Interesting material, that I don’t think I have seen mentioned here before.
Out of curiosity I googled feeds and speeds for Macor, and the first few links had this to say:
Using carbide tooling: Cutting speed = 9-15 m/min (30-50 sfm). Feed Rate = 0.005-0.013 cm/rev (.002-.005 ipr)Depth of cut = 0.38-0.65 cm(.150-.200 in).
This other one
Cutting Speed 1 to 1.4 m/min (20 to 35 sfpm)
Feedrate .05mm/tooth (.002"/tooth)
Depth of cut 3 to 5 mm (.125"to .200")
Carbide C2 or equivalent recommended for improved life.
Two or four flute cutters work well.
Do not use chipbreaker or roughing mills.
Standard helix milling cutters work well.
This third one
A cutting speed of 20 to 35 surface FPM and a chip load per tooth of .002″, with a depth of cut of .150″ to .250″, is generally acceptable.
So the good news is that a 2-flute Carbide endmill should be the right tool, and you sure have some of those.
The consensus seems to be to use around 30sfm, which on a 1/8" endmill is…916 RPM. I’m not a Nomad person but this sounds like the extreme low end of the RPM range.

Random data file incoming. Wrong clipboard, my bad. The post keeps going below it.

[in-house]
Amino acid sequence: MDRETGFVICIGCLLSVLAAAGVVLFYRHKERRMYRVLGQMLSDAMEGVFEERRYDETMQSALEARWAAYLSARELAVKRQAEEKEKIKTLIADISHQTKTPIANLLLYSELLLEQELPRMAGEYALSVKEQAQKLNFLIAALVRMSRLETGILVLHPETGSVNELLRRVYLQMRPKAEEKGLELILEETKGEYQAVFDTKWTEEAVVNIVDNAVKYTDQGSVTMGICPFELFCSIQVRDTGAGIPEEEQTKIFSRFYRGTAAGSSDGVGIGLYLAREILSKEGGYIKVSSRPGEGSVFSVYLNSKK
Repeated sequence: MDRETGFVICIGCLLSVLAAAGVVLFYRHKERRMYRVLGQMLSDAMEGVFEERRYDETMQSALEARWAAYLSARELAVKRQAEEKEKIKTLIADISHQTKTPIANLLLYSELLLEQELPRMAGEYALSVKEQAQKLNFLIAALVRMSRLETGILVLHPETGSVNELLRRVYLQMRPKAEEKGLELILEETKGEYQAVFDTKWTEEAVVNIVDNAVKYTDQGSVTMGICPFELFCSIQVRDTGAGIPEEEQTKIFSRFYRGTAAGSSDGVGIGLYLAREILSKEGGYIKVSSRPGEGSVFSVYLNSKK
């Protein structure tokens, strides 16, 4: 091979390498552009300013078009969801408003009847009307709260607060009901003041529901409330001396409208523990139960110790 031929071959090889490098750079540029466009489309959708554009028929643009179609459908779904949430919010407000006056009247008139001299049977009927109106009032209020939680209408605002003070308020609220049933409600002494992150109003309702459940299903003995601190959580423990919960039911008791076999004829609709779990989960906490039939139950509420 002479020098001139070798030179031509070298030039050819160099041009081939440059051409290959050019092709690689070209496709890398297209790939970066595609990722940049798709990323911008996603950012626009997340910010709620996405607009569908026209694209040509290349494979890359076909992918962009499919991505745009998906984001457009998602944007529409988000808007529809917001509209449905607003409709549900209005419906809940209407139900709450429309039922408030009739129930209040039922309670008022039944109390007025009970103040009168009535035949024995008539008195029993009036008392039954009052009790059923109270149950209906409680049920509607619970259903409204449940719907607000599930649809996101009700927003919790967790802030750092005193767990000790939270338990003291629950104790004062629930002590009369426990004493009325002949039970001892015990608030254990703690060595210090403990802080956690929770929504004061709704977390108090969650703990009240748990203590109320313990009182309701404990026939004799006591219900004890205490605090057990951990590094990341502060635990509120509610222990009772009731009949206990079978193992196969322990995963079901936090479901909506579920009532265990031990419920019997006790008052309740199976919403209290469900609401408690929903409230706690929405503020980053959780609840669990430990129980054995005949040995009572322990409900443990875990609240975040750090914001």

And then to match their recommended 0.002" chipload, that would translate on a 2-flute 1/8" endmill to a feedrate of 0.002 * 2 * 920 = 3.7ipm…slooooooow (which seems to be the consensus too, but it might take a long while to mill large/thick pieces)
Cutting depths, I would most definitely not use those 0.25" recommendations, but start very shallow (25% of the cutter diameter) and increase it experimentally.
You would also probably need to use coolant. Lots of it.
Please consider all of this as pure “thinking out loud” from someone who NEVER cut Macor before (so it may be complete BS, this is just how I would approach this beast one day one). Hopefully some who actually successfully milled that material before will chime in.